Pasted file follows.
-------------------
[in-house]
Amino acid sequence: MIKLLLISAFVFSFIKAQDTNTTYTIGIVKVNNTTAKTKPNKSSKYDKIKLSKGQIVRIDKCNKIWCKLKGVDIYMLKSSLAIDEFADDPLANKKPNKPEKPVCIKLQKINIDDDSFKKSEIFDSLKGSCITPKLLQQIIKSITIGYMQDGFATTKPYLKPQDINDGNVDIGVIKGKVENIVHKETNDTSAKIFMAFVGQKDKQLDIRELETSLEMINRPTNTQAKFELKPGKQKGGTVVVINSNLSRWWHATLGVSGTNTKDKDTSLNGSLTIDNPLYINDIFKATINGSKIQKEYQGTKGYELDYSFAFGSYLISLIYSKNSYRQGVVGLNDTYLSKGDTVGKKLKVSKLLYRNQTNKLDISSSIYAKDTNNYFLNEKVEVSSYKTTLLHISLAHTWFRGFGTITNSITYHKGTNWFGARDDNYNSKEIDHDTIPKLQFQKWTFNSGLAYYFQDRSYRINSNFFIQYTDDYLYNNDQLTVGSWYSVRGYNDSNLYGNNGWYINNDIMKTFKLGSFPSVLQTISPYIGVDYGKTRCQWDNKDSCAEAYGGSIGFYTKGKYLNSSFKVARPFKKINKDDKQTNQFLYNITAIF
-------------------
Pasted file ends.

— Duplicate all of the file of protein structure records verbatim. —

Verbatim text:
[in-house]
Amino acid sequence: MIKLLLISAFVFSFIKAQDTNTTYTIGIVKVNNTTAKTKPNKSSKYDKIKLSKGQIVRIDKCNKIWCKLKGVDIYMLKSSLAIDEFADDPLANKKPNKPEKPVCIKLQKINIDDDSFKKSEIFDSLKGSCITPKLLQQIIKSITIGYMQDGFATTKPYLKPQDINDGNVDIGVIKGKVENIVHKETNDTSAKIFMAFVGQKDKQLDIRELETSLEMINRPTNTQAKFELKPGKQKGGTVVVINSNLSRWWHATLGVSGTNTKDKDTSLNGSLTIDNPLYINDIFKATINGSKIQKEYQGTKGYELDYSFAFGSYLISLIYSKNSYRQGVVGLNDTYLSKGDTVGKKLKVSKLLYRNQTNKLDISSSIYAKDTNNYFLNEKVEVSSYKTTLLHISLAHTWFRGFGTITNSITYHKGTNWFGARDDNYNSKEIDHDTIPKLQFQKWTFNSGLAYYFQDRSYRINSNFFIQYTDDYLYNNDQLTVGSWYSVRGYNDSNLYGNNGWYINNDIMKTFKLGSFPSVLQTISPYIGVDYGKTRCQWDNKDSCAEAYGGSIGFYTKGKYLNSSFKVARPFKKINKDDKQTNQFLYNITAIF